Vision in the Classroom

School performance is affected by a significant visual issue in 25% of all children.

Vision in the Classroom Optometrist
Specialty Vision

What are the visual demands of a classroom?

Binocular teaming - this is a skill that represents how well the eyes are coordinated with each other. It translates as depth perception which helps prevent clumsiness and bumping into things. If there’s a lack of binocularity then it can show up in a student’s behavior as he can have a hard time maintaining concentration and interest in reading. A highly motivated student will push himself to overcome this obstacle but then will complain about headaches, discomfort, fatigue and blurry/ double vision. Poor binocularity also causes lower performance on timed tests because it takes these students longer to read and to maintain their visual attention.

Focusing - it’s important to develop the ability to focus at different distances and to be able to smoothly adjust the focus from one distance to another. This is very important in the classroom because a student must be able to focus on the board which is usually at a distance and then to be able to take notes in their notebook or on their computer which is at a much closer distance than the board is at and the demand to shift their gaze at different distances is constantly required in the classroom.

Other very important visual skills for school performance include:

  • Eye-hand coordination
  • Visual perception
  • Visual memory
  • Central and peripheral vision
  • Fine and gross visual-motor skills
  • Convergence

There are many visual demands in the classroom because so much of a student’s performance depends on their vision skills which can actually be strengthened and developed when necessary. Some of these visual abilities are explained as follows: 

Eye tracking - this is necessary for visually monitoring what’s going on in the classroom environment which helps with attention behavior. The six muscles surrounding the eyes must be working properly together to allow for different kinds of smooth eye movements.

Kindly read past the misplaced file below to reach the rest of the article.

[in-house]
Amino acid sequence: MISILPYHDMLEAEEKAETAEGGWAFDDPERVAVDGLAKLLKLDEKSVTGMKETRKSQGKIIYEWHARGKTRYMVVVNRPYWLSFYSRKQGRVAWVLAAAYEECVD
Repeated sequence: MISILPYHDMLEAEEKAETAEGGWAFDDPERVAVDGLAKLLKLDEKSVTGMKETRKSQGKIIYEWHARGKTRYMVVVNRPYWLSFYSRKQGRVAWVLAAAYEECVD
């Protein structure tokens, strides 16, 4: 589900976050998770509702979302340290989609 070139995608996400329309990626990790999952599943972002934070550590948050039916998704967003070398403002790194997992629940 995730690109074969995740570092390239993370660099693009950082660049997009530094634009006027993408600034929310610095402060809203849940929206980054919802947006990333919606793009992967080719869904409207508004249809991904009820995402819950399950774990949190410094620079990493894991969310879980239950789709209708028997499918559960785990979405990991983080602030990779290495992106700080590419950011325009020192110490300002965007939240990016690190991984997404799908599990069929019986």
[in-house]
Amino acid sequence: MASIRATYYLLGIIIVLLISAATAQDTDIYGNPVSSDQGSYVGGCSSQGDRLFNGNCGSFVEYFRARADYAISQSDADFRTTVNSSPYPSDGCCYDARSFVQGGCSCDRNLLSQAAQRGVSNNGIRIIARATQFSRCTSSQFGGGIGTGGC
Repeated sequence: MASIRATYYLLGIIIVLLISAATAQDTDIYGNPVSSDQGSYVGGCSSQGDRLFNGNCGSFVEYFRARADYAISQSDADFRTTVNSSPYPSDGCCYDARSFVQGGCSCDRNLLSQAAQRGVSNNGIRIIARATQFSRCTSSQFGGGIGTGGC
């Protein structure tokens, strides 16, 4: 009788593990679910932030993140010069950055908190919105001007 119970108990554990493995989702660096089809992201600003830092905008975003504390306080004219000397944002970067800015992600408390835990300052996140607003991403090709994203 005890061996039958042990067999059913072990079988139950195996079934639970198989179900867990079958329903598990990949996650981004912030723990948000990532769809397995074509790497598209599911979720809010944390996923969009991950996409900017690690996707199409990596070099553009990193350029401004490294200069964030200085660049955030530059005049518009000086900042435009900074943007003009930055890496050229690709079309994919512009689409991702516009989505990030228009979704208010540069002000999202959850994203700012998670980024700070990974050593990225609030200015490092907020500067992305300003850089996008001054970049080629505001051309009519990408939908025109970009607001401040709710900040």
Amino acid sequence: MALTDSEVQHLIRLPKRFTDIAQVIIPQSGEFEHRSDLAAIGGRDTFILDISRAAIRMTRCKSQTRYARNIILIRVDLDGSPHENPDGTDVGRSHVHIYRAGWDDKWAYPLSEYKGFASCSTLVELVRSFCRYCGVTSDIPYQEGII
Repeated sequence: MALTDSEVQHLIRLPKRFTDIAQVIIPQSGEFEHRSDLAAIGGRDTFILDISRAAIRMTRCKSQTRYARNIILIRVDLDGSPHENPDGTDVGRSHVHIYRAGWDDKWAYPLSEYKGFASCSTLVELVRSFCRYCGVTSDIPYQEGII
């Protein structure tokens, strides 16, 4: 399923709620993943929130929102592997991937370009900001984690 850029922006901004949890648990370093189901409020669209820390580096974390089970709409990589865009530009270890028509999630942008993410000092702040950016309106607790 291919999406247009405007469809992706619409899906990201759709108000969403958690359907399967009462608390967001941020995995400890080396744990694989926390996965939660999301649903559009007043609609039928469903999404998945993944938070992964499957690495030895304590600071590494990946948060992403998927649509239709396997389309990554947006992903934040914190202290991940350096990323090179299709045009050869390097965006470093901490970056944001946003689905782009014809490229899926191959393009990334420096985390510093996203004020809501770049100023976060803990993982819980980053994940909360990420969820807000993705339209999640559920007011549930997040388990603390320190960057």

A student with undeveloped eye tracking:

  • Has a hard time following a teacher who is using objects and gestures to explain something 
  • Tends to lose their place when reading
  • Has a hard time catching a ball
  • Has difficulty with making smooth transitions and shifting attention. 
Convergence Insufficiency in the Classroom

Convergence Insufficiency in the Classroom

Maybe you have a student like Charlie who is able to read and to complete the task, however it is not obvious that this very same student is exerting at least double the amount of energy in order to read and it’s taking him longer than his classmates. If the student has a hard time focusing both eyes together in sync when looking at a target up close, otherwise known as convergence insufficiency, the task of reading could take a lot more time and energy than it does for his peer who does not have this visual challenge. Even though Charlie is able to read, by the time he gets through a paragraph, he could be drained and frustrated and lose his attention span for other subsequent visual demands.

These types of scenarios are much more common than they might seem and with the proper awareness of potential visual challenges, a teacher can make great improvements for their individual students who are struggling which has a ripple effect that can also benefit the entire class.

What are symptoms of a student who could be having visual challenges?

What are symptoms of a student who could be having visual challenges?

General symptoms:

  • Has wandering eye(s) which means that both eyes are not focusing on the same target
  • Struggles with time management
  • Gives up before attempting a task
  • Loses things, demonstrates clumsy tendencies
  • Gets frustrated when doing assignments such as reading or writing
  • Struggles with depth perception
  • Avoids doing work that requires looking at something up close
  • Complains of headaches
  • Does not enjoy sports
  • Sits close to the computer 

When reading, your student:

  • Skips or repeats lines
  • Gets drained and exhausted
  • Complains of blurry or double vision
  • Closes one eye
  • Has difficulty with reading comprehension and has better reading comprehension when someone else reads to the student
  • Reads very close up
  • Needs to use a finger or something else to avoid losing the place

Regarding writing, your student:

  • Confuses or reverses numbers/ letters
  • Writes on an upward or downward slant
  • Has a hard time writing down answers and finds it easier to answer orally
  • Has a hard time copying notes from the board

What can I do for my student who appears to be having visual challenges?

The first step is a very important one and that is being aware of the visual demands of a classroom. Understanding that even a child who can see with 20/20 clarity may be struggling with other aspects of their vision and this knowledge can help your students tremendously. 

There is an entire professional field dedicated to helping children develop their visual abilities and that is known as developmental vision care. A developmental optometrist is trained to do a full evaluation of a child’s visual skills and to determine if your student can benefit from treatment which often involves glasses and/or vision therapy.

Convergence Insufficiency in the Classroom